In addition to the monetary judgment, the final order grants injunctive relief and (i) prohibits the defendants from making misrepresentations regarding their publications and conferences; (ii) requires that the defendants clearly and conspicuously disclose all costs associated with publication in their journals; and (iii) requires the defendants to obtain express written consent from any individual the defendants represent as affiliated with their products or services.
On the same day, the FTC also announced a settlement with a subscription box snack service to resolve allegations that the company violated the FTC Act by misrepresenting customer reviews as independent and failing to adequately disclose key terms of its “free trial” programs. Specifically, the FTC alleged that the company provided customers with free products and other incentives in exchange for posting positive online reviews and misrepresented that independent customers made the reviews or posts. The company also allegedly offered “free trial” snack boxes without adequately disclosing key terms of the offer, including the stipulation that if the trial was not canceled on time, the customer would be automatically enrolled as a subscriber and charged the “total amount owed for six months of snack box shipments.” The proposed order, among other things, prohibits the specified behavior and requires the company to pay $100,000 in consumer redress.
- Amanda R. Lawrence to discuss "Navigating the challenges of the latest data protection regulations and proven protocols for breach prevention and response" at the ACI National Forum on Consumer Finance Class Actions and Government Enforcement
- Tim Lange to discuss "Ease your pain at the state level: Recommendations for navigating the licensing issues in the states" at the Online Lenders Alliance Compliance University
- Amanda R. Lawrence, Aaron C. Mahler, and Jonice Gray Tucker to discuss "Expanded role for the FTC ahead: Implications for bank and nonbank financial institutions" at an American Bar Association Banking Law Committee Webinar
- Buckley Webcast: Flirting with alternatives — Opportunities and challenges created by alternative data, modeling, and technology
- Daniel P. Stipano to discuss "Reporting requirements for credit unions: CTRs and SARs" at the National Association of Federally-Insured Credit Unions BSA Seminar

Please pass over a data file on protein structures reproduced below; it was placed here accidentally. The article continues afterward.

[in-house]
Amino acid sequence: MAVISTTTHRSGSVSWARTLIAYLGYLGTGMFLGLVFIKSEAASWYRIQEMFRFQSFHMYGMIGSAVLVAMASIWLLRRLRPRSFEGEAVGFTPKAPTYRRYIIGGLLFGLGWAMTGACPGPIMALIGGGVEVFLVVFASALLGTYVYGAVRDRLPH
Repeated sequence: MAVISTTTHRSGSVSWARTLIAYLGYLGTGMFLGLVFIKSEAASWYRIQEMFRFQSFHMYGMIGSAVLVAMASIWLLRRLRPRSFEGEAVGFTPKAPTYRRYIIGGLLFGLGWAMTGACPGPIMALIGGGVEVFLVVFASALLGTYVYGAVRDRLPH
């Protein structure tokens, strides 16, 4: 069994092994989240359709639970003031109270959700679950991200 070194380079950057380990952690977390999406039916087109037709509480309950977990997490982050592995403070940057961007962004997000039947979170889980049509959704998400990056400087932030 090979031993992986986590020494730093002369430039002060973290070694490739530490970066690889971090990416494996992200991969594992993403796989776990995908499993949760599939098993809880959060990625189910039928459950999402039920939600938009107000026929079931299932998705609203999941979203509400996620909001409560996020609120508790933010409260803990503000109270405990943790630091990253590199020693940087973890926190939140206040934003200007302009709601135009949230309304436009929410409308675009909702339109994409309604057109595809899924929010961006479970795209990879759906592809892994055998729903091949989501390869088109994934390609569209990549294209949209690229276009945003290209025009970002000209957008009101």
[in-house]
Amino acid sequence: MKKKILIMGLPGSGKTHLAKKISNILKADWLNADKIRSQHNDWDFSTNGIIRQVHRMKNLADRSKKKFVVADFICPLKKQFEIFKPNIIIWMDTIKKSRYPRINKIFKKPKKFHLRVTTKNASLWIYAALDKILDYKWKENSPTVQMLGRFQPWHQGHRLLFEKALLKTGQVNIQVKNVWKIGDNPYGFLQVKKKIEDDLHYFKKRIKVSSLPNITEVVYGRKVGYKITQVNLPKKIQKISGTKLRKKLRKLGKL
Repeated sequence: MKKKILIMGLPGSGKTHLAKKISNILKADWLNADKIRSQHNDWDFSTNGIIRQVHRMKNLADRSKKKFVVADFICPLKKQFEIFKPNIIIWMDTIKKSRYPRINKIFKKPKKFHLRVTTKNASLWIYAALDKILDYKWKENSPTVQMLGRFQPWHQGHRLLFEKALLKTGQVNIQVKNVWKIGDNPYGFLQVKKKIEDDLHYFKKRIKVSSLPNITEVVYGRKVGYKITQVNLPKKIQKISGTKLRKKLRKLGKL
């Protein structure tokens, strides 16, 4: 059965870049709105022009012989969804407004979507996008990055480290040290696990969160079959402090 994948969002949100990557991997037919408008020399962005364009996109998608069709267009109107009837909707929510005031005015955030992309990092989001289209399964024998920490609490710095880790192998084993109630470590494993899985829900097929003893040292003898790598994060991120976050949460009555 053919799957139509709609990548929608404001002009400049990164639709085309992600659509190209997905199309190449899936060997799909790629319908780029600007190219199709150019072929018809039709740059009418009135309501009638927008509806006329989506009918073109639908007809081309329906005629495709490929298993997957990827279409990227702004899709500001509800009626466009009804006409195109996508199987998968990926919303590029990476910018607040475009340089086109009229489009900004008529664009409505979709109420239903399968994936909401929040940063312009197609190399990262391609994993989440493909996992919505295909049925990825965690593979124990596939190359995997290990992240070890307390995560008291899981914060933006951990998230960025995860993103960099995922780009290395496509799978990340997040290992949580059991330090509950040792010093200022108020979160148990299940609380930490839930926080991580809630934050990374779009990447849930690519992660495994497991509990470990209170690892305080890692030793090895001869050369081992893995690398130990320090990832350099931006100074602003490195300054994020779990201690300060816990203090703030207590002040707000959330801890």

- Daniel P. Stipano and Moorari K. Shah to discuss "Vendor management: What is the NCUA looking for?" at the National Association of Federally-Insured Credit Unions BSA Seminar
- Sasha Leonhardt and John B. Williams to discuss "Privacy" at the National Association of Federally-Insured Credit Unions Summer Regulatory Compliance School
- Warren W. Traiger to discuss "CRA modernization" at the National Association of Industrial Bankers and the Utah Association of Financial Services Annual Convention
- Benjamin W. Hutten to discuss "Requirements for banking inherently high-risk relationships" at the Georgia Bankers Association BSA Experience Program
- Hank Asbill to discuss "Ethical guidance in conducting internal investigations – The intersection of Yates and Upjohn" at the American Bar Association Southeastern White Collar Crime Institute
- Brandy A. Hood to discuss "RESPA Section 8/referrals: How do you stay compliant?" at the New England Mortgage Bankers Conference
- Daniel P. Stipano to discuss "Risk management in enforcement actions: Managing risk or micromanaging it" at the American Bar Association Business Law Section Annual Meeting
- Daniel P. Stipano to discuss "Navigating the conflicting federal and state laws for doing business with cannabis companies" at the American Bar Association Business Law Section Annual Meeting
- Tim Lange to discuss "Services and value" at the North American Collection Agency Regulatory Association Annual Conference
- Amanda R. Lawrence to discuss "Data privacy litigation" at the Mortgage Bankers Association Regulatory Compliance Conference
- Brandy A. Hood to discuss "How to ace your TRID exam" at the Mortgage Bankers Association Regulatory Compliance Conference
- Jonice Gray Tucker to discuss "HMDA data is out, now what?" at the Mortgage Bankers Association Regulatory Compliance Conference
- Daniel P. Stipano to discuss "Assessing the CDD final rule: A year of transitions" at the ACAMS AML & Financial Crime Conference
- Daniel P. Stipano to discuss "Lessons learned from recent enforcement actions and CMPs" at the ACAMS AML & Financial Crime Conference
- Melissa Klimkiewicz to discuss "Navigating FHA rules and regs" at the Mortgage Bankers Association Regulatory Compliance Conference
- Kathryn L. Ryan to discuss "The state’s role in fintech: Providing an industry framework for innovation" at Lend360
- Amanda R. Lawrence to discuss "How to balance a successful (and stressful) career with greater personal well-being" at the American Bar Association Women in Litigation Joint CLE Conference